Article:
Many conditions causing denial in the past are no longer cause for denial. An estimated 80% of all denials are simply caused by the applicant not correctly providing all the paperwork or medical tests requested. These can be corrected simply by providing the missing information. Once the record is cleared by the issuance of a medical certificate, the applicant never need go through this again but can use the valid drivers license in lieu of a medical certificate.

And as we are all aware, gliders (including motor gliders) and balloon licenses do not require a medical or driver's license.

So if you lose your medical, it may not necessarily mean that you must give up flying. Remember, if your medical is denied, you have the right to appeal. But a denial by the AME is not a denial by the Administrator, whereas a denial by the Federal Air Surgeon, the Manager of the Certification Division in Oklahoma City, or the Regional Flight Surgeon is considered a denial by the Administrator. Incidentally, if you are denied, you must (apply) request reconsideration of the denial within 30 days; otherwise, it is considered you accept the denial and are withdrawing the application. Further information can be found in Title 14 Code of Federal Regulations Part 67, which outlines the appeal process for applicants who are denied medical certification.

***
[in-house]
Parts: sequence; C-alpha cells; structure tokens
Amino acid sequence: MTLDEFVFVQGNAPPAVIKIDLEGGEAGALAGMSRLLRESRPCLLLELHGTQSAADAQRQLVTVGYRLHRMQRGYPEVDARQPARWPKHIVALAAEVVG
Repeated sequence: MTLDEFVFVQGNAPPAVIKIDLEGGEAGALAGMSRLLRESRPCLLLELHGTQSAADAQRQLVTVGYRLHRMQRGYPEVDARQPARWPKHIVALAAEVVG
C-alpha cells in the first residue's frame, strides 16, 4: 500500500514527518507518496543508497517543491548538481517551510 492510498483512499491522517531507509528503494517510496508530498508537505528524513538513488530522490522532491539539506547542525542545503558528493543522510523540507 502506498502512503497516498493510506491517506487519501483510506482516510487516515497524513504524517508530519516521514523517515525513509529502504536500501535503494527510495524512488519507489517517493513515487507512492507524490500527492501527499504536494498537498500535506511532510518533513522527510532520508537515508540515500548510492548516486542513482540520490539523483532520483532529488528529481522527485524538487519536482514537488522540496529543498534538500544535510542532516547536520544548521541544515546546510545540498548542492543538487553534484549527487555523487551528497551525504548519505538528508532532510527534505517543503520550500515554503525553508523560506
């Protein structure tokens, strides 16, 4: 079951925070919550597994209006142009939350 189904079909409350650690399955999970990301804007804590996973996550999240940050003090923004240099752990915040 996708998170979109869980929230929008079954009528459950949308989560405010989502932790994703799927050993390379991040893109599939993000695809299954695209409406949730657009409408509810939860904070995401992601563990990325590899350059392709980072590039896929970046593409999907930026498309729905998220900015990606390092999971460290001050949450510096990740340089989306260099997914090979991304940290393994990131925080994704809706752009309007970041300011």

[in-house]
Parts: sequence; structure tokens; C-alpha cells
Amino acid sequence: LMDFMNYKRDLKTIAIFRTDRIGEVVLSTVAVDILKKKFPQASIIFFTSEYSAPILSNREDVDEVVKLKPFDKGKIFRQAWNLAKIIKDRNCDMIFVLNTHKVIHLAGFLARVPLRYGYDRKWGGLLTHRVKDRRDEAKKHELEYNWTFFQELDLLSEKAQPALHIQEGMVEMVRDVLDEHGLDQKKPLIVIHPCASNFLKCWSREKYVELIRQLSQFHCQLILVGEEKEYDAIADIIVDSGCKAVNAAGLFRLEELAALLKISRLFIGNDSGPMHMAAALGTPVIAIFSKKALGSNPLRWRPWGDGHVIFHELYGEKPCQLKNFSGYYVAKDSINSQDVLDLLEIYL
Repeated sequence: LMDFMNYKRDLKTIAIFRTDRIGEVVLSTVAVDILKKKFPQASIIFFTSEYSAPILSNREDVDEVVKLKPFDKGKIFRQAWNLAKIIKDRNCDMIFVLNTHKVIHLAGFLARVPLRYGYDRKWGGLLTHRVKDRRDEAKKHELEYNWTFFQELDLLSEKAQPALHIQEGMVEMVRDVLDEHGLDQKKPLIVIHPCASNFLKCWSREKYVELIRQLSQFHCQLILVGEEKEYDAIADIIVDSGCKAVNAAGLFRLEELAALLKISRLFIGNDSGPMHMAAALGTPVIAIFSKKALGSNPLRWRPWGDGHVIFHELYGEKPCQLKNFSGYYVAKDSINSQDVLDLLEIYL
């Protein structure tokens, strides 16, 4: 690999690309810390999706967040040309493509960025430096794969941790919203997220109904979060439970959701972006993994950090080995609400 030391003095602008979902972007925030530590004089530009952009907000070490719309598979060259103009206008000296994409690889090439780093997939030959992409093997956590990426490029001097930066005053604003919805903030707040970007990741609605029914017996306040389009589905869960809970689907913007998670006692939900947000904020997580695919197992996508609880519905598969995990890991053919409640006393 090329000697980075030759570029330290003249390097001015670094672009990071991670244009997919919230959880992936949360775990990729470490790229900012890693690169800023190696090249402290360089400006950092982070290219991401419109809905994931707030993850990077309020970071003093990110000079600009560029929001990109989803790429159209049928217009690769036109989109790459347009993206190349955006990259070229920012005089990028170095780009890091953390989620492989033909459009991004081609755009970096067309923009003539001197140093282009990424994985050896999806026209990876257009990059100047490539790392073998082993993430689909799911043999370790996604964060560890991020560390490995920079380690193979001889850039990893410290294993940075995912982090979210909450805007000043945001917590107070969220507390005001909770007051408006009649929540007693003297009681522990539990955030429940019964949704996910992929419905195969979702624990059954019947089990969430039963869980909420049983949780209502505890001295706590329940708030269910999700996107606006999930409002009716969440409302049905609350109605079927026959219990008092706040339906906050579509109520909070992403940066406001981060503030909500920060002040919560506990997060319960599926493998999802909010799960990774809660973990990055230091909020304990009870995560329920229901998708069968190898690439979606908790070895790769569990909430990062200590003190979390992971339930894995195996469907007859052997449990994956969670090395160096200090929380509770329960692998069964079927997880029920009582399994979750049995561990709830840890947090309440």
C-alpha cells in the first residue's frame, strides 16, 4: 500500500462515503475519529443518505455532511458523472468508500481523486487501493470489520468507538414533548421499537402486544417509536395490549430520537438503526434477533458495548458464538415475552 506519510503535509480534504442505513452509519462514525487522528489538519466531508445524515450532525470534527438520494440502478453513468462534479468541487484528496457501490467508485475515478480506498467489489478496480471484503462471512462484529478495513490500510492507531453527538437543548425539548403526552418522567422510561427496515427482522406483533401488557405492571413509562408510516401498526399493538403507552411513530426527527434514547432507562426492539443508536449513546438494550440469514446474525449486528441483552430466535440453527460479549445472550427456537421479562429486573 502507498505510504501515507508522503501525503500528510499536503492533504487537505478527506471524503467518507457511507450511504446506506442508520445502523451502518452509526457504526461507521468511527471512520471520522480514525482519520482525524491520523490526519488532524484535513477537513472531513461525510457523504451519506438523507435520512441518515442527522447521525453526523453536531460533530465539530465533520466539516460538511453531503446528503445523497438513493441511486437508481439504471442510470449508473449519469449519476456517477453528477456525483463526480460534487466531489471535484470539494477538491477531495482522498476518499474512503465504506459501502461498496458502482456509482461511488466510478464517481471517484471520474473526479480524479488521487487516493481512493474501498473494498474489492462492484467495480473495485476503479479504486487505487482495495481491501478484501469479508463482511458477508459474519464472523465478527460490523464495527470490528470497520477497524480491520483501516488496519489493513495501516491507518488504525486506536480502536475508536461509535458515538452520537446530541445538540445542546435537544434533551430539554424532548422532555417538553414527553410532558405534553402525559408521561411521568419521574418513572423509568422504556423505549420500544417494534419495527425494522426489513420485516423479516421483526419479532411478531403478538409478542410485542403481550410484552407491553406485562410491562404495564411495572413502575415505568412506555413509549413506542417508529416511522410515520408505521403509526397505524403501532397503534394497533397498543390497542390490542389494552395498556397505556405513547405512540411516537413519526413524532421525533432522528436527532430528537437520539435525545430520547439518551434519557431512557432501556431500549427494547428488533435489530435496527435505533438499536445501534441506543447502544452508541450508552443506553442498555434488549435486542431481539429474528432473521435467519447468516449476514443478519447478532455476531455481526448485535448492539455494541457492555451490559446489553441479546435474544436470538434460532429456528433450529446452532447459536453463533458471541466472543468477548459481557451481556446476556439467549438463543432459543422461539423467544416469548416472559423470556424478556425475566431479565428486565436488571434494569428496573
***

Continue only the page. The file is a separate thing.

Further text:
So as we mentioned, the dreaded physical doesn't really have to be dreaded after all. There are many ways to fare better during the AME's examination. If you have a problem, contact your regular doctor first to rectify the situation or have him write a letter to the AME describing your plight. If in doubt, p resent the question to the Regional Flight Surgeon's office.

As one pilot recently said to me as we flew along, 'We are the luckiest people in the world. Here we are, at our age, doing exactly what we want to do'enjoying the freedom of the skies, the scenery below'and still on our way to that one hundred dollar cup of coffee. What a wonderful life!'

This article is reprinted with permission from Bill Cuccinello of the Hanscom Beacon, a quarterly newsletter for 'pilots, mechanics, and anyone connected with aviation' in and around Hanscom Field. Located about 20 miles northwest of Boston, MA, Hanscom Field is part of the towns of Bedford, Concord, Lexington, and Lincoln, world-renowned for their rich colonial history and tradition. On its south side, the airfield is bordered by one of the Commonwealth's most important sites, Minute Man National Historic Park.